The drone delivery service taking off for Isles of Scilly

The first flight saw the aircraft fly a 60 mile round trip over the Atlantic. Credit: Isles of Scilly Steamship Group

A new drone delivery service is being developed to help carry supplies to the Isles of Scilly.

The first return flight from Land's End Airport in Cornwall to St Mary's Airport on the Isles of Scilly on Friday 11 December was the first-ever freight drone flight between two UK commercial airports.

Following the successful test flight there are plans to introduce a daily drone freight service between the mainland and Scilly next summer for a three-month trial period.

If this goes well then the plan will be to work towards a full commercial operation using a bespoke freight Unmanned air vehicle (UAV) within two years.

The service has been specially sanctioned by the Civil Aviation Authority to allow drones to fly well used commercial air corridor. Credit: Isles of Scilly Steamship Group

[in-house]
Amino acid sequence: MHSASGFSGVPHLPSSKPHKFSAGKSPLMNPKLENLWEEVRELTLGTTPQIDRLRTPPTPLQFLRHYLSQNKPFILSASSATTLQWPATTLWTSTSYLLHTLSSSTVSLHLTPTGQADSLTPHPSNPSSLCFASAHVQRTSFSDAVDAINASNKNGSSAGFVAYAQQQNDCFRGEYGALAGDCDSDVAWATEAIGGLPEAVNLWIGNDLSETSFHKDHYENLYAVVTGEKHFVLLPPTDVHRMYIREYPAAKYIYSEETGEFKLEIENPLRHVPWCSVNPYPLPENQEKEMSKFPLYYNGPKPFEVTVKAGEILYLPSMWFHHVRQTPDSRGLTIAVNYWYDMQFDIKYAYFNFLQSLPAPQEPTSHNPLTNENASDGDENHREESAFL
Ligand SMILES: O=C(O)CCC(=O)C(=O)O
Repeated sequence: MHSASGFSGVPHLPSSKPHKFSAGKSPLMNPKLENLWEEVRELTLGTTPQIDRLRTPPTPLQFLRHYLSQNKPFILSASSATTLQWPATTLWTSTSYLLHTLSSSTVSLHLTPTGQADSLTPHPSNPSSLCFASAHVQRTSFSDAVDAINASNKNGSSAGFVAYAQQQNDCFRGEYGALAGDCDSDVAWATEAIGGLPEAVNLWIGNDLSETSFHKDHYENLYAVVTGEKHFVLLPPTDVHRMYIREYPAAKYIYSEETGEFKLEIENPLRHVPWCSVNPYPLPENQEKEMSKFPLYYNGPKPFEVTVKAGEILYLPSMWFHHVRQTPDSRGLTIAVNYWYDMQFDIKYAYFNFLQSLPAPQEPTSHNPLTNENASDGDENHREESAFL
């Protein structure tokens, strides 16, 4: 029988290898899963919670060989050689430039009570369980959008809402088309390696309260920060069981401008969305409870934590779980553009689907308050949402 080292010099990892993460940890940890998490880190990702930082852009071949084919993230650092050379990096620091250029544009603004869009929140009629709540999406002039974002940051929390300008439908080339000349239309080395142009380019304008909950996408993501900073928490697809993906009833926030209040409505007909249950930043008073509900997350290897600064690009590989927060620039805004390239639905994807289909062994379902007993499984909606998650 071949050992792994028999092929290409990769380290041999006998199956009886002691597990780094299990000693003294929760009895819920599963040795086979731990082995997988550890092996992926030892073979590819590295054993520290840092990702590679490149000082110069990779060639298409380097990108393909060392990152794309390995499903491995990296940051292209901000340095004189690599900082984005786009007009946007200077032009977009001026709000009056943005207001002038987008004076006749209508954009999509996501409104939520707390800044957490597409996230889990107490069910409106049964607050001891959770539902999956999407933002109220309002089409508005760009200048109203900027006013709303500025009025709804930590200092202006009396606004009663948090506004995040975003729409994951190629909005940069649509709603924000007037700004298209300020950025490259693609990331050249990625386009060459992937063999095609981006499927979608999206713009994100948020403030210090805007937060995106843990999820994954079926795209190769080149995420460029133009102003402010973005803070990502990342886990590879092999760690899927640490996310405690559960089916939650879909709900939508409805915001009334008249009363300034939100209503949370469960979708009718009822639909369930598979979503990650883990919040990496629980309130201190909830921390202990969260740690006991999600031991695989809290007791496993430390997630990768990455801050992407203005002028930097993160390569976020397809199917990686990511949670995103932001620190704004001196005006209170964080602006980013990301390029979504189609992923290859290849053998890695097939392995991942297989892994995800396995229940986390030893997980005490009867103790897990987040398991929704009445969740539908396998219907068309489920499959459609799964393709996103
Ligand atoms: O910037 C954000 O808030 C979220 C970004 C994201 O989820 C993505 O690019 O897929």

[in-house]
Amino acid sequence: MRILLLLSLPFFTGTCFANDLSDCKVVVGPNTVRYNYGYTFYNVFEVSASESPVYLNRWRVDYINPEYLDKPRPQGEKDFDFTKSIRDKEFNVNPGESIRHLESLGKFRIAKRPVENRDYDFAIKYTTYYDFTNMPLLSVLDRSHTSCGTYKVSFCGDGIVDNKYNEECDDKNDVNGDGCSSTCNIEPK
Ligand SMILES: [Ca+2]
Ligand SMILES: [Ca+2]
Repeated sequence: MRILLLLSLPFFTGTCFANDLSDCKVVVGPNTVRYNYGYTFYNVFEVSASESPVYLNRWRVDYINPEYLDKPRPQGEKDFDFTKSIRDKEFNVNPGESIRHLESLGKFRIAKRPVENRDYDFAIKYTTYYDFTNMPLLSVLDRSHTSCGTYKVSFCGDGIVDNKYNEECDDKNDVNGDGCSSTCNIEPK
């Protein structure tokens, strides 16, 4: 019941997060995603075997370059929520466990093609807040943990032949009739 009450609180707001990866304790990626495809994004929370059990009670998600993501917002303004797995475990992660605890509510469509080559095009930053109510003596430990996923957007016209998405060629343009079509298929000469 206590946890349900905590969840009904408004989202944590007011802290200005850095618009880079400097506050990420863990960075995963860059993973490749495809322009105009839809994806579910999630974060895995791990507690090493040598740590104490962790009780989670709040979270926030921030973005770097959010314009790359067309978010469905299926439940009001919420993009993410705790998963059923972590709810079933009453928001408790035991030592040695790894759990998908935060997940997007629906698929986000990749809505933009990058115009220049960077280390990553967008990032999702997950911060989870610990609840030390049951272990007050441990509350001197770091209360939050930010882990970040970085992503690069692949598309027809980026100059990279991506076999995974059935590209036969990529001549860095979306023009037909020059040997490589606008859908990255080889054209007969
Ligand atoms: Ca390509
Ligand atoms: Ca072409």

During the first flight, the drone carried a NHS supply box out to the Isles and returned with a selection of local produce, including flowers and artisan gin.

The project is a collaboration between the Isles of Scilly Steamship Company, and Hampshire-based UAV company Flylogix.

The pair have agreed to work with the community to develop what could be the UK's first scheduled freight delivery service by drone. This includes plans to develop a larger drone to meet islanders' needs.

Chief executive of the Isles of Scilly Steamship Company Stuart Reid said: "We've shown that a drone freight service is not only technically feasible but that there is demand for its potential to deliver time-sensitive and high value items for the island community, using aircraft that have 98 per cent fewer emission than a manned equivalent."

The move has been welcomed by the Council of the Isles. Chairman Robert Francis said: "This has the potential to be an important additional delivery option, particularly for urgent or time-sensitive payloads such as medical tests or machine parts.

"It could also improve resilience for our remote island community during the winter months or periods of bad weather."

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